When you’re riding your road bike, and you pull the brake levers, what happens? Well, if you apply the rear brake, first, you should slow down, and applying the front brake should bring you to a full stop. However, if your brakes aren’t working properly, you’ll squeeze the levers all the way to the handlebar, and you’ll barely get any stopping power. Worse yet, while you do it, you might also hear a terrible, loud squealing noise. What can you do when you don’t know how to fix road bike brakes? Just follow these steps, and you’ll have your brakes fixed in no time.
How to Fix Road Bike Brakes – Locate the Pinch Bolt
The pinch bolt holds tension on the brake cable. It should be on the brake itself, not on the brake lever. Depending on how old your bike is and what kind of head the bolt has, you’ll most likely need either a five-millimeter hex wrench or a ten-millimeter box-end or open-end wrench to loosen the pinch bolt. Loosening this will take all tension off of the cable and allow the brake to open up to its widest point.
Roll Out the Barrel Adjuster
On road brakes, your barrel adjuster will be located at the cable stop on the brake. This takes up or lets out tension on the cable when the pinch bolt is tight. If it’s not already loosened, go ahead and loosen it until about half of its threads are showing.
Take Up Tension in the Cable and Tighten the Pinch Bolt
Now, with a cable puller or with your hands, pull the brake cable tight and pull the brake closed so that the pads lightly touch the rim. Then, while holding tension on everything, tighten the pinch bolt onto the brake cable with enough torque that it’s not going to slide through under heavy braking.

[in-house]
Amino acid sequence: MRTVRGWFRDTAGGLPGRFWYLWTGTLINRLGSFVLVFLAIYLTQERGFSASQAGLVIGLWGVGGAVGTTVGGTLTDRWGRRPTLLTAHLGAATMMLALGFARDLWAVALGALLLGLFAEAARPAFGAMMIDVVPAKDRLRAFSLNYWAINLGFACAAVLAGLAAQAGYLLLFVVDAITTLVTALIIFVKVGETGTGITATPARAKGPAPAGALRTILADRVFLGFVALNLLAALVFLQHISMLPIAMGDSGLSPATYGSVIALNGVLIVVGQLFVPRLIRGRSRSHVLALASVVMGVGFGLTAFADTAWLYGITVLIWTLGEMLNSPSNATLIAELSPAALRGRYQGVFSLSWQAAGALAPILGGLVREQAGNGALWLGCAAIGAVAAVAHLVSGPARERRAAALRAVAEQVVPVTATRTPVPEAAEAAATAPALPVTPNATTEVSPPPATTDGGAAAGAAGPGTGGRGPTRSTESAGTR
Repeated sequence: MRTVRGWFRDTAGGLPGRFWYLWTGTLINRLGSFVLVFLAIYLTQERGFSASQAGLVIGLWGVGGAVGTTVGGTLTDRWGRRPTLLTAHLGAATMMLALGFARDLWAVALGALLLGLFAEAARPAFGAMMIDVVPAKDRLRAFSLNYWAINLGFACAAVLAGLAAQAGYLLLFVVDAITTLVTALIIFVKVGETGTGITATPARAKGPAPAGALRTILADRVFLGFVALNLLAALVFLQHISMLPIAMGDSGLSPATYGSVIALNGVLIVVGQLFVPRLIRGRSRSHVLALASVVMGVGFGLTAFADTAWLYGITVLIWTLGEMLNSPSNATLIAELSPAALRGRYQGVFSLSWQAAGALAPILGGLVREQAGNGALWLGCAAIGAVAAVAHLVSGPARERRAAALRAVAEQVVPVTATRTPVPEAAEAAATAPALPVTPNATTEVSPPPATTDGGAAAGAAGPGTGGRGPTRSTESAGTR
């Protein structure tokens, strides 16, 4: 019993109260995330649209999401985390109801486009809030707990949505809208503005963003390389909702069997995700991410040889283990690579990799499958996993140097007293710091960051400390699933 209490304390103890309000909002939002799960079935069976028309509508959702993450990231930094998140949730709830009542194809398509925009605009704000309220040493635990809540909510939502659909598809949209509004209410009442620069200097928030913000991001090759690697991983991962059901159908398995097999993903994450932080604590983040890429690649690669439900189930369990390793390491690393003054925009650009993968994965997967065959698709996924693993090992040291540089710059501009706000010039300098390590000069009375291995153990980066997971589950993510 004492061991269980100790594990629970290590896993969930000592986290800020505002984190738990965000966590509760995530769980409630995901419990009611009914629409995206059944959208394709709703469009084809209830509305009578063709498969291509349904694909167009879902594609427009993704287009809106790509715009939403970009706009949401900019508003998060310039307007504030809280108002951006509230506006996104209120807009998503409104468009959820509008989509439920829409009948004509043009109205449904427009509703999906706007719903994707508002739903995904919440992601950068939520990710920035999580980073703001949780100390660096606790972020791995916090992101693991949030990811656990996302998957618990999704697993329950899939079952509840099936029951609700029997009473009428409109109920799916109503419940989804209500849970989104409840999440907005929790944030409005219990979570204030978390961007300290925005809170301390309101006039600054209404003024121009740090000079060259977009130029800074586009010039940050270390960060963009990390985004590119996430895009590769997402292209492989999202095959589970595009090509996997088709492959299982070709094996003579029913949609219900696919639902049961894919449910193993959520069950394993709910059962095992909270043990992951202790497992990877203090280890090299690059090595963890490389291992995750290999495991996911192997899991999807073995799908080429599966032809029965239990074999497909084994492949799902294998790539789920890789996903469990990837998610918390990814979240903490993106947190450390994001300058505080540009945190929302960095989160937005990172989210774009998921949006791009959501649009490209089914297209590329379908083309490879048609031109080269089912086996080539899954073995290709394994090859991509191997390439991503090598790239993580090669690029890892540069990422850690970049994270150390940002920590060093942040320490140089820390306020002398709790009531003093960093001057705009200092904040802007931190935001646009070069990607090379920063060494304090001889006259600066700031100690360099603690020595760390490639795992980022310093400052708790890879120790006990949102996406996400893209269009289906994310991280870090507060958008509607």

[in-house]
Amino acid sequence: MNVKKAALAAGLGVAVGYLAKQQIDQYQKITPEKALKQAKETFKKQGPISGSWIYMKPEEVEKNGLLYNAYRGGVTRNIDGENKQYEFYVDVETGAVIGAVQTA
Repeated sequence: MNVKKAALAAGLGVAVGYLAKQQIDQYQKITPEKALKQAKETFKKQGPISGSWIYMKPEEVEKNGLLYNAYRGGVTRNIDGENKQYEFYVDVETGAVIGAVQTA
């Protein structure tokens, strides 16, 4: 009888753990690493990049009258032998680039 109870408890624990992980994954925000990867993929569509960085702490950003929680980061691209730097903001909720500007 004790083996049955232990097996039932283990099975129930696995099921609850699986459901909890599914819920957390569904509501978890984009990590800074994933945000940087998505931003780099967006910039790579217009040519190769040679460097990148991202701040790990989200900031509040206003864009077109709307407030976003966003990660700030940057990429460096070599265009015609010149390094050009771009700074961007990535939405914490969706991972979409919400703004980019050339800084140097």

Once you’ve done that, you can just tighten the barrel adjuster back down. That will release some tension from the cable and let the brake out a little bit. Try squeezing the brake lever now. Feels better, right? If it’s not quite right, you can continue playing with the tension on the cable using the barrel adjuster and/or by adjusting where you clamp the pinch bolt down on the cable.
For Squeaky Brakes
Finally, if the brake pads are squeaking, you most likely have an alignment issue, but you may also have an issue with worn out pads. Take a look at your pads. If they’re still good and not excessively worn down, just roll the barrel adjuster out until the pads are lightly touching the rim. Then make sure that they are perfectly symmetrical and that the front end of the pad is toed in and touches the rim just a hair before the back of the pad. You can slip a business card in between the back of the pad and the rim while you tighten the bolt holding the brake pad in place. If your pads are worn out, just replace them and use the same technique to line them up.
That’s it! Now you should have everything you need to know to fix your brakes. Good luck!